Julieta(Argentina)says...

I think that a simple and trauma-free solution would be that (in English) just add the U and S to American, "US American", and that American again means "person from any country in the Americas"

Setsukosays...

this page is not about demonyms

Setsukosays...

I am not the same person as David or Morgan or Isabel. We are 4 separate people.

Danny(United States)says...

God Bless America and the American peoples

https://exhibits.stanford.edu/ruderman/catalog/mh870zj4522

Matt(United States)says...

Indeed, the first non-indigenous language spoken in what became the United States was Spanish, not English

https://www.americamagazine.org/politics-society/2018/04/05/america-not-synonym-united-states

Jessesays...

So what? Do you think that proves that America doesn’t often refer to the USA? Do you think that the way some people speak Spanish determines how English is spoken?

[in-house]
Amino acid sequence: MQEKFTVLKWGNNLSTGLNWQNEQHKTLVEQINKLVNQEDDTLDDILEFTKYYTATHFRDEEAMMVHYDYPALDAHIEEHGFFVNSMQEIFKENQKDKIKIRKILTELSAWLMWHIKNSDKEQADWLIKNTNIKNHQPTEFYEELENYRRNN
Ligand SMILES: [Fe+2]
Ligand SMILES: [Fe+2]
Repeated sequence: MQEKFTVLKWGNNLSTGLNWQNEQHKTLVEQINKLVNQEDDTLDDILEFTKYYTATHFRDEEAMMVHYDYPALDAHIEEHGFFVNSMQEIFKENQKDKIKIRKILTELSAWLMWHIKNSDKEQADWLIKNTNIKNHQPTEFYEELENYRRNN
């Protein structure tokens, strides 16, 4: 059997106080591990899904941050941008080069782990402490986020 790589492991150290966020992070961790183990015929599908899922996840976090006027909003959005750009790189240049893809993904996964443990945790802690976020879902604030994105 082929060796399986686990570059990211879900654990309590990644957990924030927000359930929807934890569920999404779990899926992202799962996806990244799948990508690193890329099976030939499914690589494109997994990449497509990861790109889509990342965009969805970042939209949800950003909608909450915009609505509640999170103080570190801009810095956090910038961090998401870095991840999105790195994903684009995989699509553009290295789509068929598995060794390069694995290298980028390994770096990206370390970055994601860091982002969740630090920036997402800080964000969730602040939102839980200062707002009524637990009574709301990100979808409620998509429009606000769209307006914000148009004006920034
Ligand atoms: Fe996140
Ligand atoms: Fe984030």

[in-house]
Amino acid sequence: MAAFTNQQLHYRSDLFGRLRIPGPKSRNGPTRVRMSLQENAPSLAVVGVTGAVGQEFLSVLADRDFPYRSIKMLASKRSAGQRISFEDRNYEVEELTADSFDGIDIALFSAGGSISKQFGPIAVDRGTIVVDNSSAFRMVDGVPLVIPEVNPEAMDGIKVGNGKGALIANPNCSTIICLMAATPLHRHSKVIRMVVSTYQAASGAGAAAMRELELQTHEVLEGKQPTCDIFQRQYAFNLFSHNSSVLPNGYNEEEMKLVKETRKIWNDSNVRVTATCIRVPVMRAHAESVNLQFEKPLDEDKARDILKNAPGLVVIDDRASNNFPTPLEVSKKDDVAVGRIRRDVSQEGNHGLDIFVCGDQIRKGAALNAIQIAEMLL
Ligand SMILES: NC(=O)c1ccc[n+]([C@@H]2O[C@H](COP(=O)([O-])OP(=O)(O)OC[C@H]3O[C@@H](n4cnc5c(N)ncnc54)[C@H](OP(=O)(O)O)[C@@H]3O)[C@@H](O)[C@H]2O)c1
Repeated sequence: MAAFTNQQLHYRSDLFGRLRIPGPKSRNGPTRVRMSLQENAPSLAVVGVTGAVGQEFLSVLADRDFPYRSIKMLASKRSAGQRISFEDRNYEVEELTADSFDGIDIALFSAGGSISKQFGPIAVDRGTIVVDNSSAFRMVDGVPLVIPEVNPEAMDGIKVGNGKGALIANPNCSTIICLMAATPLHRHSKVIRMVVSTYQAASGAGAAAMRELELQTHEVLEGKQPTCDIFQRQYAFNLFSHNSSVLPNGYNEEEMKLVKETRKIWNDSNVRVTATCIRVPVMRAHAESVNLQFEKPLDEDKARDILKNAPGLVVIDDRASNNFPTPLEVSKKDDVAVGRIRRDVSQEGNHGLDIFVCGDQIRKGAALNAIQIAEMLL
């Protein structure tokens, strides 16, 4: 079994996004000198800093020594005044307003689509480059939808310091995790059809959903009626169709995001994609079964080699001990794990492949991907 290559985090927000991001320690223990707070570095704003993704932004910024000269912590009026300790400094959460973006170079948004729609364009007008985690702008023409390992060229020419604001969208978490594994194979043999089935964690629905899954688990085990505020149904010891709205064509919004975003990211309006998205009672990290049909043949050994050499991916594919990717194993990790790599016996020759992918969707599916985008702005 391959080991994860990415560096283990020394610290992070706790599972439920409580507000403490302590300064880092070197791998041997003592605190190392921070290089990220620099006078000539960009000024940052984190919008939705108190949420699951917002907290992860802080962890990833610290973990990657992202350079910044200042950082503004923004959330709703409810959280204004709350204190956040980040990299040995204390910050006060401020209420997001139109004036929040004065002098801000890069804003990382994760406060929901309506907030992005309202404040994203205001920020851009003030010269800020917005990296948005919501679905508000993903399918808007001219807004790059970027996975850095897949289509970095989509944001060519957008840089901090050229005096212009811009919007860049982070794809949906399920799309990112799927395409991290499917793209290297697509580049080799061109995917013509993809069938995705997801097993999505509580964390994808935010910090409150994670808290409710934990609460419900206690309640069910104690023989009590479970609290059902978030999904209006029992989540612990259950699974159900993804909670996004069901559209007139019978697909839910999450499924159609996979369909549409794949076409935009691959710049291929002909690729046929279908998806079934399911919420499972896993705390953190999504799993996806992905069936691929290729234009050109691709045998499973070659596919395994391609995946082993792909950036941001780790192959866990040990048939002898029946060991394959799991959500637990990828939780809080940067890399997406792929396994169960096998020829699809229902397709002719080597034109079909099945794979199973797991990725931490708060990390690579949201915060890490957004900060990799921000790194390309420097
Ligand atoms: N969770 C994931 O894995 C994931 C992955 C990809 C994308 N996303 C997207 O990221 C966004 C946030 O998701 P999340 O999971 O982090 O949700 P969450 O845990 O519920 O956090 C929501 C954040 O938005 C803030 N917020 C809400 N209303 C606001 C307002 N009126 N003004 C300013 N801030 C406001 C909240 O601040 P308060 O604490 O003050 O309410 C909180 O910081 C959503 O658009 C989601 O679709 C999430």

Anne(Canada)says...

It is not about the English language. It is about ignorance and a culture of complacency.

Setsuko(United States)says...

the fact that spanish was spoken in usa before english has nothing to do with this website

Fabián(Argentina)says...

Then -almost a hundred years after independence- the need would come to consider one nation and not several (consequence of the civil war) and this would be done through the use of the word with which they felt most UNIFIED, New Yorkers, Virginians , Pennsylvanians, etc against the British enemy, "Americans", a word that in the first decades of The United States was used only in its continental sense by the inhabitants of the new countries/states.

https://pintsofhistory.com/2014/10/23/why-the-u-s-has-no-name/

https://ejournals.library.vanderbilt.edu/index.php/ameriquests/article/view/15/24

Fabián(Argentina)says...